First Year Experience | Common Read | One Book
These titles explore identity, American culture, and the classic coming of age story—and rally communities around hope, social change, and our shared humanity.
The Tradition details the normalization of evil and its history at the intersection of the past and the personal. Brown’s poetic concerns are both broad and intimate, and at their very core a distillation of the incredibly human: What is safety? Who is this nation? Where does freedom truly lie? The Tradition is a cutting and necessary collection, relentless in its quest for survival while reveling in a celebration of contradiction.
An American Sunrise
In this powerful and stirring collection, Joy Harjo reflects on moving to her tribe’s original lands for the first time, on the blessings and difficulties of remembering and re-experiencing her tribe’s forced removal, and on being innately and irrevocably connected to her ancestors. From the memory of her mother’s death to her beginnings in the Native rights movement, Harjo’s intimate life intertwines with tribal history in poems that sing of beauty and survival.
The Poet X
Xiomara Batista feels unheard in her Harlem neighborhood. But she has plenty she wants to say, and she pours all her frustration and passion onto the pages of a leather notebook, reciting the words to herself like prayers. With Mami’s determination to force her daughter to obey the laws of the church, Xiomara understands that her thoughts are best kept to herself. So when she is invited to join her school’s slam poetry club, she doesn’t know how she could ever attend. But Xiomara refuses to be silent.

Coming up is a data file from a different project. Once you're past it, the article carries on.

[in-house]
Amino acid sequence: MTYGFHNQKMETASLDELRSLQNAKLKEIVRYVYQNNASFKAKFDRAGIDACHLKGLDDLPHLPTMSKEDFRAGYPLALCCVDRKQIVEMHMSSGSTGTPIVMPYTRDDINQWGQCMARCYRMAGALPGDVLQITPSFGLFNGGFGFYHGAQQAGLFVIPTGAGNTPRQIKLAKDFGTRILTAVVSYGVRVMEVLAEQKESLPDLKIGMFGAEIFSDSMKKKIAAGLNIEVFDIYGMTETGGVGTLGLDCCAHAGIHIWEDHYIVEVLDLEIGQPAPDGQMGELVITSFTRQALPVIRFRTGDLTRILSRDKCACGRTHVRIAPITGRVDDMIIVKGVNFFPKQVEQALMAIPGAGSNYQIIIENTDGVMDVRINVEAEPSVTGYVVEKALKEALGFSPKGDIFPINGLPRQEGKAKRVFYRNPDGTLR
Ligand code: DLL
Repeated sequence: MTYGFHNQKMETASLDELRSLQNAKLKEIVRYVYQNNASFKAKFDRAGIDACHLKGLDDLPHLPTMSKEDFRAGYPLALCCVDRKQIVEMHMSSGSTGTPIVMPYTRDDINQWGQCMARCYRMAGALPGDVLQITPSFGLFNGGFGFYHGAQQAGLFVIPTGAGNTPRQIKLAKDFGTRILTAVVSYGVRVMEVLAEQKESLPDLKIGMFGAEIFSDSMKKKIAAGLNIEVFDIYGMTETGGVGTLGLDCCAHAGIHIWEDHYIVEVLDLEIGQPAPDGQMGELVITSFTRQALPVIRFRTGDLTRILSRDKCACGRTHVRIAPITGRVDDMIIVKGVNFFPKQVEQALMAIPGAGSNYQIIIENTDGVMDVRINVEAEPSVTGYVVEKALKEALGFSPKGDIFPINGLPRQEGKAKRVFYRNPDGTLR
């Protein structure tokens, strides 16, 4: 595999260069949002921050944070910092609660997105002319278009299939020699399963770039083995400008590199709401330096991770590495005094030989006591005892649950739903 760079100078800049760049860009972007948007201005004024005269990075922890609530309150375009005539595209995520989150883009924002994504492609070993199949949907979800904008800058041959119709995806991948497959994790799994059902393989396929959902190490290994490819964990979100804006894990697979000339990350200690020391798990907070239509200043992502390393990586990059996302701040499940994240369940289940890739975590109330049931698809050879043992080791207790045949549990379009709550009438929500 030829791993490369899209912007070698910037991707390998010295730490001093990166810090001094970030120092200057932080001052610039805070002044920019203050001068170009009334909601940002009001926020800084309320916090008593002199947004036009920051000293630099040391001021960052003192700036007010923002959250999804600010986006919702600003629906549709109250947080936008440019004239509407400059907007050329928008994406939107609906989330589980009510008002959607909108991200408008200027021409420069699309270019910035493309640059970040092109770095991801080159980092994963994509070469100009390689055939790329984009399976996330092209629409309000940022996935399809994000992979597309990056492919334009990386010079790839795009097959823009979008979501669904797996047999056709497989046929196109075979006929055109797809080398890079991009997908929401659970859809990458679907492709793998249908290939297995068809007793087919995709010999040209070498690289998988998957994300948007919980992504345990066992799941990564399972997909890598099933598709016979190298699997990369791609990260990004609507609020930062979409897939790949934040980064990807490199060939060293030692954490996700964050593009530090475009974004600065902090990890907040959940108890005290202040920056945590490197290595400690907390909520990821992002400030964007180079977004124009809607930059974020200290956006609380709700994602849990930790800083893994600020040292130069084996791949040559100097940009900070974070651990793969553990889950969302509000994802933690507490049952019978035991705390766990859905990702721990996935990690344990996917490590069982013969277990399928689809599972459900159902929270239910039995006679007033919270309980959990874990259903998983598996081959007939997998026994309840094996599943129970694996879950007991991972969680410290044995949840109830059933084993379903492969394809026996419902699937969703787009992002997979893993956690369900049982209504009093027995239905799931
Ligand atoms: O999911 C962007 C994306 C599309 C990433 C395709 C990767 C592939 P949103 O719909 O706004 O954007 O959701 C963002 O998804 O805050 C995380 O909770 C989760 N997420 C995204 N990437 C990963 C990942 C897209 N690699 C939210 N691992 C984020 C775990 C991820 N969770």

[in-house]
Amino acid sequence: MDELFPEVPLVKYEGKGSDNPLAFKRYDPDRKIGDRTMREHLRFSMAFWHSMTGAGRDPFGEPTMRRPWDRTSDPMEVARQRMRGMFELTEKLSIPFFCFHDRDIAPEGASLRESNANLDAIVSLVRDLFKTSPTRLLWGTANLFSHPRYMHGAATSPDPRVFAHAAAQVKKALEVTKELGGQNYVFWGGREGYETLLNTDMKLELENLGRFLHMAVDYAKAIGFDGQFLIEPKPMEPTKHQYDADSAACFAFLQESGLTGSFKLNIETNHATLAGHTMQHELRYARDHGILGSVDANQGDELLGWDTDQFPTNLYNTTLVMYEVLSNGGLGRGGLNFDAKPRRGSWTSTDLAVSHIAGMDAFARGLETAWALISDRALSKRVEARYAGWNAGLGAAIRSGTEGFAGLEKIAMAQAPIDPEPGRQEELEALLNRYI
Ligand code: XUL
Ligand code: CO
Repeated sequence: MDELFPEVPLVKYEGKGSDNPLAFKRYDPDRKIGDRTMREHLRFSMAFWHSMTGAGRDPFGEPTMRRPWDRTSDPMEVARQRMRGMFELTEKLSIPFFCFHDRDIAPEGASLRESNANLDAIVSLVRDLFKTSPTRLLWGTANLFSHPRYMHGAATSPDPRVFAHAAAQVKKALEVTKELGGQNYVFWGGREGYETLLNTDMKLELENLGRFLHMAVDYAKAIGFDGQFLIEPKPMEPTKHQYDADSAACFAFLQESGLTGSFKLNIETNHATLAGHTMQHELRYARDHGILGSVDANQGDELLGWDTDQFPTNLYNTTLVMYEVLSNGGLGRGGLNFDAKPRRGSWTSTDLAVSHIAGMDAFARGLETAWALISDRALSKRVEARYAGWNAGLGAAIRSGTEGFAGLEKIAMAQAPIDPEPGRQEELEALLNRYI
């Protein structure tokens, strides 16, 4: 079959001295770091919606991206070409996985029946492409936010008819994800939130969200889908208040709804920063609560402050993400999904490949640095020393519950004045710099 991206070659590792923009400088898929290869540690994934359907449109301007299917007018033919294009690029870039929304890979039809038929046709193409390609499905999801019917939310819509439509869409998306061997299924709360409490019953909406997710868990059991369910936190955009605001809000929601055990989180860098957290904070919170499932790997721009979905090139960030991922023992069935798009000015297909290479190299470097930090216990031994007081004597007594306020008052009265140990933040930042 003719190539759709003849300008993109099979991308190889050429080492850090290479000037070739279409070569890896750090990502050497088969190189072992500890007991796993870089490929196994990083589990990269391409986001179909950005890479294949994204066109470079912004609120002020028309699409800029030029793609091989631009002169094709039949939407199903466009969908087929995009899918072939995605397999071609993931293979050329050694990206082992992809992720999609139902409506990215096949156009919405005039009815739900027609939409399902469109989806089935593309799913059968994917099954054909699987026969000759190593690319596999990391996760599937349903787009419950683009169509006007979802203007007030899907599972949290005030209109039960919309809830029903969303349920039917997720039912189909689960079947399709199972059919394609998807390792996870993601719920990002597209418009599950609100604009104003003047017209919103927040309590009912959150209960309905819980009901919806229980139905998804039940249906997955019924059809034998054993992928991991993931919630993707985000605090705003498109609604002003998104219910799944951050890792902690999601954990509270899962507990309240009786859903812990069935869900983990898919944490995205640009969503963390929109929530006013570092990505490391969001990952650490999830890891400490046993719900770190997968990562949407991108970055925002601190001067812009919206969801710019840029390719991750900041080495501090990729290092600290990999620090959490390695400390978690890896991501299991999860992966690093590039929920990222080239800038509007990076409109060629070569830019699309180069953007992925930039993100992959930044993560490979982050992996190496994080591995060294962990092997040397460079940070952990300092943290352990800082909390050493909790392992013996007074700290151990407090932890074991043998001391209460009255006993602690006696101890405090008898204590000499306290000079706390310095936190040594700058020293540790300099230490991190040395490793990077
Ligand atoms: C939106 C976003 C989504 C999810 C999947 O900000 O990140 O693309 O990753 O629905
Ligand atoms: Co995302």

World of Wonders
Aimee Nezhukumatathil has called many places home, but no matter where she’s been transplanted, she has always been able to turn to the fierce and funny creatures around her for guidance. Even in the strange and the unlovely, Nezhukumatathil finds beauty and kinship. For it is this way with wonder: it requires that we are curious enough to look past the distractions in order to fully appreciate the world’s gifts. Warm, lyrical, and gorgeously illustrated by Fumi Nakamura, World of Wonders is a book of sustenance and joy.
Claudia Rankine’s bold new book recounts mounting racial aggressions in ongoing encounters in 21st century daily life and in the media. The accumulative stresses come to bear on a person’s ability to speak, perform, and stay alive. In essay, image, and poetry, Citizen is a powerful testament to the individual and collective effects of racism in our contemporary, often named “post-race”society.